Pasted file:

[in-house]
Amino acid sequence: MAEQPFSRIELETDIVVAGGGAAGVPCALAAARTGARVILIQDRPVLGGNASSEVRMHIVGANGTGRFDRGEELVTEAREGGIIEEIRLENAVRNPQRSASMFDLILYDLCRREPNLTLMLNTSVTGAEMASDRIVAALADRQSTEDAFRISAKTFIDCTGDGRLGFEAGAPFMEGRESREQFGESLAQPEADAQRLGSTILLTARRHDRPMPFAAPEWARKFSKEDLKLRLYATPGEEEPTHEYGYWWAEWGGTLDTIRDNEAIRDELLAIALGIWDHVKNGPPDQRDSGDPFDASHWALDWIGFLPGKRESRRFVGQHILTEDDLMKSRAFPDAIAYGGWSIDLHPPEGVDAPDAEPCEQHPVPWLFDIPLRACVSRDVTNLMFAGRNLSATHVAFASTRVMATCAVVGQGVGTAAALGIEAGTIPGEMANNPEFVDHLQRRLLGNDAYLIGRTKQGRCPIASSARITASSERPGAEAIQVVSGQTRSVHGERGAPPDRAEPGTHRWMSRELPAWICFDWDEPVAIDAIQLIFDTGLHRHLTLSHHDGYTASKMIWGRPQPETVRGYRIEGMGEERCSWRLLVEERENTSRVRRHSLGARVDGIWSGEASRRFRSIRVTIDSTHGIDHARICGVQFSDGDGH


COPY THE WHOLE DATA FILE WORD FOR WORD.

[in-house]
Amino acid sequence: MAEQPFSRIELETDIVVAGGGAAGVPCALAAARTGARVILIQDRPVLGGNASSEVRMHIVGANGTGRFDRGEELVTEAREGGIIEEIRLENAVRNPQRSASMFDLILYDLCRREPNLTLMLNTSVTGAEMASDRIVAALADRQSTEDAFRISAKTFIDCTGDGRLGFEAGAPFMEGRESREQFGESLAQPEADAQRLGSTILLTARRHDRPMPFAAPEWARKFSKEDLKLRLYATPGEEEPTHEYGYWWAEWGGTLDTIRDNEAIRDELLAIALGIWDHVKNGPPDQRDSGDPFDASHWALDWIGFLPGKRESRRFVGQHILTEDDLMKSRAFPDAIAYGGWSIDLHPPEGVDAPDAEPCEQHPVPWLFDIPLRACVSRDVTNLMFAGRNLSATHVAFASTRVMATCAVVGQGVGTAAALGIEAGTIPGEMANNPEFVDHLQRRLLGNDAYLIGRTKQGRCPIASSARITASSERPGAEAIQVVSGQTRSVHGERGAPPDRAEPGTHRWMSRELPAWICFDWDEPVAIDAIQLIFDTGLHRHLTLSHHDGYTASKMIWGRPQPETVRGYRIEGMGEERCSWRLLVEERENTSRVRRHSLGARVDGIWSGEASRRFRSIRVTIDSTHGIDHARICGVQFSDGDGH